The basic reason to use Clustered indexes is stated on Wikipedia: Clustering alters the data block into a certain distinct order to match the index, resulting in the row data being stored in order. Therefore, only one clustered index can be created on a given database table. Clustered indices can greatly increase overall speed of retrieval, but usually ...


11

The composite primary index will always ensure that the combination of col1, col2, col3 values are unique. If the purpose of the index is to ensure that the values are unique then you will have achieved that A composite index also provides for index matches on any combination of the columns col1, col2, and col3 You would create separate indexes on col2, ...


11

how can i use multiple primary keys in postgres ? You can't. It's an oxymoron - the definition of a primary key is that it's the primary key, singular. You can't have more than one. You can have multiple unique constraints. You can have a primary key that contains multiple columns (a composite primary key). But you can't have more than one primary key ...


11

Email is a particularly bad choice for any PK whether composite or single. See my answer on this question on Stack Overflow for why: http://stackoverflow.com/questions/3804108/is-email-address-a-bad-primary-key/3804174#3804174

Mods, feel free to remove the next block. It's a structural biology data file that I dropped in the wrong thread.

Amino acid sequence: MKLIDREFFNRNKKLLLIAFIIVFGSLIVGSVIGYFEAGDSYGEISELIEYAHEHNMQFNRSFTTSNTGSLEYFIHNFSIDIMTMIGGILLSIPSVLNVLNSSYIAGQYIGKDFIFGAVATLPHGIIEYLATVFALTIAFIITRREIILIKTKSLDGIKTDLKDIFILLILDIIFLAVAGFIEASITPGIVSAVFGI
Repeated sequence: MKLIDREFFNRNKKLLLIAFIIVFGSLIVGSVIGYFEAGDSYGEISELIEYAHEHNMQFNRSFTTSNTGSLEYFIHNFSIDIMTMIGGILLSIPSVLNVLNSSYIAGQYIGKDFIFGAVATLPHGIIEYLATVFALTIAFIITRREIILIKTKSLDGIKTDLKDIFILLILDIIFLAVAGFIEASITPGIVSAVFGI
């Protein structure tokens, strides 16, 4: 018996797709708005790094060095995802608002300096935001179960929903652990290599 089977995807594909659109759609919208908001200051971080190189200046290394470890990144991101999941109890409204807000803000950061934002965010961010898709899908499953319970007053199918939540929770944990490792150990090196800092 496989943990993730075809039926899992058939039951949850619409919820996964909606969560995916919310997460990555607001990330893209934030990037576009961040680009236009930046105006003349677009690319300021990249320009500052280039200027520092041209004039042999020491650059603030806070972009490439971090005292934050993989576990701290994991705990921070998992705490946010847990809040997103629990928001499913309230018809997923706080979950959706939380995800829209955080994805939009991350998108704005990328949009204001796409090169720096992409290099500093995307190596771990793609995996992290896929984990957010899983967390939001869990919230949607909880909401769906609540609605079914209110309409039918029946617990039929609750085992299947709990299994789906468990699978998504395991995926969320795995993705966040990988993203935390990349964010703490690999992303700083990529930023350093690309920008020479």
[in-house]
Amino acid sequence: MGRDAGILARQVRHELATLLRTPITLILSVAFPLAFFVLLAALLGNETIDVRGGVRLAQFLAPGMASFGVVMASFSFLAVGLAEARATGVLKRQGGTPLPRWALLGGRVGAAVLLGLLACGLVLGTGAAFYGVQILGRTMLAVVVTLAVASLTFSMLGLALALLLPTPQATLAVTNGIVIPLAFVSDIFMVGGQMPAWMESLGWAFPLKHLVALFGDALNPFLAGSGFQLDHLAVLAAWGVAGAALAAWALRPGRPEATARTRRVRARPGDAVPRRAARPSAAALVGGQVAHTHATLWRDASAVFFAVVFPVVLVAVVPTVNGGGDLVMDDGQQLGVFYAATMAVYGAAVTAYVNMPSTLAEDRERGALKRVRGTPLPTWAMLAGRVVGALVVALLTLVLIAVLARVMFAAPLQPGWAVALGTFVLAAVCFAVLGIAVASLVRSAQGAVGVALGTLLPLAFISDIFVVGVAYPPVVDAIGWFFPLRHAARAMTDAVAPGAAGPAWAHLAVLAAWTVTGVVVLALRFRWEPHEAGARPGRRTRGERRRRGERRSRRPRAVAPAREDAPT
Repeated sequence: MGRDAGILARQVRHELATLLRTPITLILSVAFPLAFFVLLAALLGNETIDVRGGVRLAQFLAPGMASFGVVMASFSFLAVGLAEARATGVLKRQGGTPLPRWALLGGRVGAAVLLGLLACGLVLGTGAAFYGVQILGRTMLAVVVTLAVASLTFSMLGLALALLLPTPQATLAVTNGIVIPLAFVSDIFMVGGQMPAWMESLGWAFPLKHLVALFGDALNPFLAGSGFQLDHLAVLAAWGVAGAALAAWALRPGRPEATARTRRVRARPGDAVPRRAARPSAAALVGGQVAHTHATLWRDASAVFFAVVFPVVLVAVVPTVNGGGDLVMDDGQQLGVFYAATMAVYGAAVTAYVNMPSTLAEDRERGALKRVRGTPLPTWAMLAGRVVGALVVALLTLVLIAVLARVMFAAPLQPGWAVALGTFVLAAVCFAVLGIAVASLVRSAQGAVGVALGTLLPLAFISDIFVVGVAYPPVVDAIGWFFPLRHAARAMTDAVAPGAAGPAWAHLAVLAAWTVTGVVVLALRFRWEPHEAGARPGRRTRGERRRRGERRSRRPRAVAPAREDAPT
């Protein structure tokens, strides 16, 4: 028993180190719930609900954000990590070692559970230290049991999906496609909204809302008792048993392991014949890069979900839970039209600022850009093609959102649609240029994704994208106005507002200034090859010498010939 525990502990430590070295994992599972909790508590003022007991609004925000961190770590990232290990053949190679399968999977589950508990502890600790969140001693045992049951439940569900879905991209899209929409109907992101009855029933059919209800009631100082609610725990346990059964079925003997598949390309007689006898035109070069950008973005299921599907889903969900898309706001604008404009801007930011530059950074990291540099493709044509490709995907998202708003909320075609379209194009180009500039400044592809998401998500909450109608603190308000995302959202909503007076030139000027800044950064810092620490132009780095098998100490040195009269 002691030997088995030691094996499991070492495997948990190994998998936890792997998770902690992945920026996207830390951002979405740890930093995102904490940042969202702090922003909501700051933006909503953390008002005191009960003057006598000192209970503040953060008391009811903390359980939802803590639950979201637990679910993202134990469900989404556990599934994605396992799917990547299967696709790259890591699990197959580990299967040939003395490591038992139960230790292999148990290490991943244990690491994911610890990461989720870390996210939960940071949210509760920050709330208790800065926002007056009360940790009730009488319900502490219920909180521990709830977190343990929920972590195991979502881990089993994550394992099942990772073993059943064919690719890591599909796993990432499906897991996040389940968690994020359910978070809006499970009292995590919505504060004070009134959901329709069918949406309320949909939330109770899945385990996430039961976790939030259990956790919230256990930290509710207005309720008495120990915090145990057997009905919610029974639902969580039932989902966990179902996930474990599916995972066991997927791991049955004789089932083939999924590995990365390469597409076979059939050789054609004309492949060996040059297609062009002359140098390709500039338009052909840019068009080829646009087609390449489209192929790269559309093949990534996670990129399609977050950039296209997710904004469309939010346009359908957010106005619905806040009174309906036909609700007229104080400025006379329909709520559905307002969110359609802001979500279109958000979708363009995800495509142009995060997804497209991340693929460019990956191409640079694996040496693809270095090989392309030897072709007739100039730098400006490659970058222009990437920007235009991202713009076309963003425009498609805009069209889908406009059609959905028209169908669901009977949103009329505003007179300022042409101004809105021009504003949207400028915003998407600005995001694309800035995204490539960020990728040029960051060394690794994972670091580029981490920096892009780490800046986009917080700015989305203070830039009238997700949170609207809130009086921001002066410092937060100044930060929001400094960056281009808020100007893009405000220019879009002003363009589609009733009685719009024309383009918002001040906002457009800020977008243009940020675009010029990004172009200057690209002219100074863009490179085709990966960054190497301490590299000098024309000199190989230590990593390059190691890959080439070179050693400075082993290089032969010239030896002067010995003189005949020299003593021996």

11

You have the hobt_id so the following query will identify the table:- SELECT o.name FROM sys.partitions p INNER JOIN sys.objects o ON p.object_id = o.object_id WHERE p.hobt_id = 72057632651542528 From that you can then run the following statement to identify the row in the table (if it still exists):- SELECT %%LOCKRES%%, * FROM [TABLE NAME] ...


10

The distinction is mainly historical. The relational model was developed in part in response to the way IMS handled data. The presently released version of IMS provides the user with a choice for each file: a choice between no indexing at all (the hierarchic sequential organization) or indexing on the primary key only . . . Source: A Relational Model ...


10

Acceptable? Sure. Common? No. Beneficial? Doubtful. At my old job we inherited a system where they had a central sequence generator (this was a SQL Server system long before SEQUENCE was introduced in SQL Server 2012). It wasn't really a performance bottleneck and shouldn't be unless you're generating hundreds of thousands of values per second. But it made ...


10

You'd use ALTER TABLE to add the primary key constraint. In Postgres you can "promote" an index using the "ALTER TABLE .. ADD table_constraint_using_index" form Note, the index need to be unique of course for a primary key ALTER TABLE my_table ADD CONSTRAINT PK_my_table PRIMARY KEY USING INDEX my_index;


10

For a non partitioned table I get the following plan There is a single seek predicate on Seek Keys[1]: Prefix: DeviceId, SensorId = (3819, 53), Start: Date < 1339225010. Meaning that SQL Server can perform an equality seek on the first two columns and then begin a range seek starting at 1339225010 and ordered FORWARD (as the index is defined with ...